The Blurb That Got Away

There was an endorsement that didn’t make it to my new book Babalawo: Santería’s High Priests or the publisher’s website (at least not yet). Unfortunately, it’s the one I’m most proud of:
“He is an excellent babalawo, my best godchild and wherever I go I use him as an example. An American who is as much a babalawo as us (in Cuba). As I always say, he is my most advanced godchild. It is always invigorating to share my little grains (of knowledge) with a godchild that I hold in such esteem and respect as a human being and as a babalawo.” – Miguelito Perez Alvarez (Ogbe Dandy), elder babalawo and Frank Baba Eyiogbe’s Padrino in La Havana, Cuba
The blurb that DID make it, was shortened a lot. I understand that even though it was great, the publisher has to make the tough decisions. But here’s Stephan Palmié’s complete blurb:
A wonderful and much needed addition to the literature on Afro-Cuban religion. Engagingly written, scholarly while remaining accessible, reflexive and at times even funny, it presents an up to date exposition of both the history and contemporary philosophy of one of the world’s most complex systems of divination, from the point of view of a priestly scholar of his own religion deeply rooted in the Cuban tradition of Ifa. While it ought to be required reading for both scholars and priests of Afro-Cuban religious formations, it also serves as an even-handed and easily readable guide for “the perplexed”, and those members of the general public drawn towards forms of spirituality that, by now, have become part and parcel of the American religious landscape, and are experiencing rapid globalization.” – Stephan Palmié, Chair of the Department of Anthropology and Social Sciences at the University of Chicago and author of The Cooking of History: How Not to Study Afro-Cuban Religion.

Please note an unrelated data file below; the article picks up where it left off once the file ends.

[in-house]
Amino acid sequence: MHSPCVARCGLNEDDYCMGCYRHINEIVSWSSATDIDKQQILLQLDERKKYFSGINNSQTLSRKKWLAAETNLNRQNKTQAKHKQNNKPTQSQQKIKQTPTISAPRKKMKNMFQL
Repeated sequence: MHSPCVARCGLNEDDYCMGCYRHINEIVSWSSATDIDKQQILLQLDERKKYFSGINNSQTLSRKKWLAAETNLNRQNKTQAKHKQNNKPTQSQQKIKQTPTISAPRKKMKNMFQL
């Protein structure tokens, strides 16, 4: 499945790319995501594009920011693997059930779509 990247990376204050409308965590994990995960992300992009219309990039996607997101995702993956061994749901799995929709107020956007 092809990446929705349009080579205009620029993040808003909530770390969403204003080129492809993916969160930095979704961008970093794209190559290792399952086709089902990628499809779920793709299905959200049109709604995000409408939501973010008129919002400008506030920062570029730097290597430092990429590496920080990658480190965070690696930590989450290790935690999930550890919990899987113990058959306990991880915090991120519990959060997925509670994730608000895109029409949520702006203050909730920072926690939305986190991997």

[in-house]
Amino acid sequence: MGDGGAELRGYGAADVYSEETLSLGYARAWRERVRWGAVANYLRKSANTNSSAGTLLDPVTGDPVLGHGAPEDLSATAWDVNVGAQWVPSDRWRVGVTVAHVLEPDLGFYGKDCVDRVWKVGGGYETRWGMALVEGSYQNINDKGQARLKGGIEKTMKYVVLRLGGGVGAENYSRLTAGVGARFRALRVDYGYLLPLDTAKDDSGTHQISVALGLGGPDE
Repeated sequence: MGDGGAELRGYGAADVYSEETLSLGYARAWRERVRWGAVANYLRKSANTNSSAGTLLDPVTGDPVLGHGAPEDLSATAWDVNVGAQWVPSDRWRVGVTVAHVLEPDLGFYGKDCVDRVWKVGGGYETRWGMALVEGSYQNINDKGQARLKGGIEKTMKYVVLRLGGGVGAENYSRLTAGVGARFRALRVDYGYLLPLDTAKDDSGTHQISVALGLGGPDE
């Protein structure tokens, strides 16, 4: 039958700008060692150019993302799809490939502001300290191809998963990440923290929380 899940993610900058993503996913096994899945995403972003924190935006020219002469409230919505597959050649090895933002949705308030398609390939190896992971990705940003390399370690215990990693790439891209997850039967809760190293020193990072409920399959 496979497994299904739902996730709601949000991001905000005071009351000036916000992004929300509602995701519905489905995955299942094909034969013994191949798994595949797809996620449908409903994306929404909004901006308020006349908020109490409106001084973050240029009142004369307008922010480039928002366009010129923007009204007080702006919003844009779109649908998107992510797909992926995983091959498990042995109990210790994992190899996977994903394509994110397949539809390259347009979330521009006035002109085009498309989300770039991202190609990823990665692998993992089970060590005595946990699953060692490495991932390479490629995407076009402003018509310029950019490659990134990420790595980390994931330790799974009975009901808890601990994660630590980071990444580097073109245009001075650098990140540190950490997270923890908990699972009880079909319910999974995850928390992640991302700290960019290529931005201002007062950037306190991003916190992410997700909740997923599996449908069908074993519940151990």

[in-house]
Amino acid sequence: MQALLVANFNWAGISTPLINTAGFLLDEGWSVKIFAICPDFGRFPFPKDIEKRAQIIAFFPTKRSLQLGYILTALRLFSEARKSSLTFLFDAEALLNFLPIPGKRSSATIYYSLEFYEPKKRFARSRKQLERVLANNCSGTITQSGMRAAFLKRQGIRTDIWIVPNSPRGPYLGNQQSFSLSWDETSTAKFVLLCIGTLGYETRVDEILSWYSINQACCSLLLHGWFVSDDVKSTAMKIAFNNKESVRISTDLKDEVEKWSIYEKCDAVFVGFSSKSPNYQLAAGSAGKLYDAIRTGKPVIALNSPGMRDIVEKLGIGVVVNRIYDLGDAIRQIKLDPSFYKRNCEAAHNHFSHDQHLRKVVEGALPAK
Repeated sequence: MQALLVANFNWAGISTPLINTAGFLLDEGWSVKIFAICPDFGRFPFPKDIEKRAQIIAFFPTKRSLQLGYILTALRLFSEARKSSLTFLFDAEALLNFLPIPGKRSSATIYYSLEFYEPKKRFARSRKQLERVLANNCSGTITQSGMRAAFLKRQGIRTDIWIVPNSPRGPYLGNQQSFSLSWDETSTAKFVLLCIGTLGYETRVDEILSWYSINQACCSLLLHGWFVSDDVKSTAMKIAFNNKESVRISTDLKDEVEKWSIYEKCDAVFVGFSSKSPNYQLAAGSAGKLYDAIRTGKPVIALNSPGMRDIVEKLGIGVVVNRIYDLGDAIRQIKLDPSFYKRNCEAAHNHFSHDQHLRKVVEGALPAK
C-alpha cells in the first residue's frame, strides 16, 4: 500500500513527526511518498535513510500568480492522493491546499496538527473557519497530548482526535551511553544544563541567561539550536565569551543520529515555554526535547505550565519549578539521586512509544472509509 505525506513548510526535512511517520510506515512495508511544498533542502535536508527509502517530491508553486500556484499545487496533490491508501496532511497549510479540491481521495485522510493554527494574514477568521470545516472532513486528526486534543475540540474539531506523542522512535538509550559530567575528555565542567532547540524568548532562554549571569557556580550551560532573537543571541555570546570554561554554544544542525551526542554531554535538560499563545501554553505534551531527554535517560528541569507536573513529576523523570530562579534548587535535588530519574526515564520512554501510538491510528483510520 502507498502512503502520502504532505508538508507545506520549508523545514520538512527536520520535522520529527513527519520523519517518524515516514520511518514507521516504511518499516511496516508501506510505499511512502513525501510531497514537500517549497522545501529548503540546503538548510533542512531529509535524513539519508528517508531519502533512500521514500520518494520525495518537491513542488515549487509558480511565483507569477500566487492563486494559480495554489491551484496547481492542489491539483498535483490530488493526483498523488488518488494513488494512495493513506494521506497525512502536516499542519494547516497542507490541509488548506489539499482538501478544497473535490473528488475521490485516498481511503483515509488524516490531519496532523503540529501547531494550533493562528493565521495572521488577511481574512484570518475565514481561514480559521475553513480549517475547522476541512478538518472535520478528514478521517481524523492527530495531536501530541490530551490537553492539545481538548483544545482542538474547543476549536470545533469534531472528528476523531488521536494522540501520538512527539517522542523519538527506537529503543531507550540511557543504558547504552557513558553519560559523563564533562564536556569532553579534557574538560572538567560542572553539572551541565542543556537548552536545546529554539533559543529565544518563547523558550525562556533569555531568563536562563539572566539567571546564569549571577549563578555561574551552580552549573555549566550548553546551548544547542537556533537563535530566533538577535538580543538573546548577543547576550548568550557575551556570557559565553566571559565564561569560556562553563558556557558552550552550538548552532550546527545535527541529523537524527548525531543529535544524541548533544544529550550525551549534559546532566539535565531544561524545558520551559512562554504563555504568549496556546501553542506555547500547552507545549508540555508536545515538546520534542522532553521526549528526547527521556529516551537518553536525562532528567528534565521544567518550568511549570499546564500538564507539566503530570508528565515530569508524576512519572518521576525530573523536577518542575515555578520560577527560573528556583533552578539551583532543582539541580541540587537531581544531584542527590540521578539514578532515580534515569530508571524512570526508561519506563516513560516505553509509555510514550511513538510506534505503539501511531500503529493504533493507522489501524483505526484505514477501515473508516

I find it hilarious that he’s just about the ONLY ethnologist that isn’t initiated and he “gets” us more than pretty much anyone. By the way, his book The Cooking of History is great. In fact, I am indebted to that book (and to Dr. Palmié) for making me come to the realization that however I spelled the terms in the book would be a political act, whether I liked it or not. And so his book changed the way I wrote my book. Not bad for an aleyo. Hahaha.

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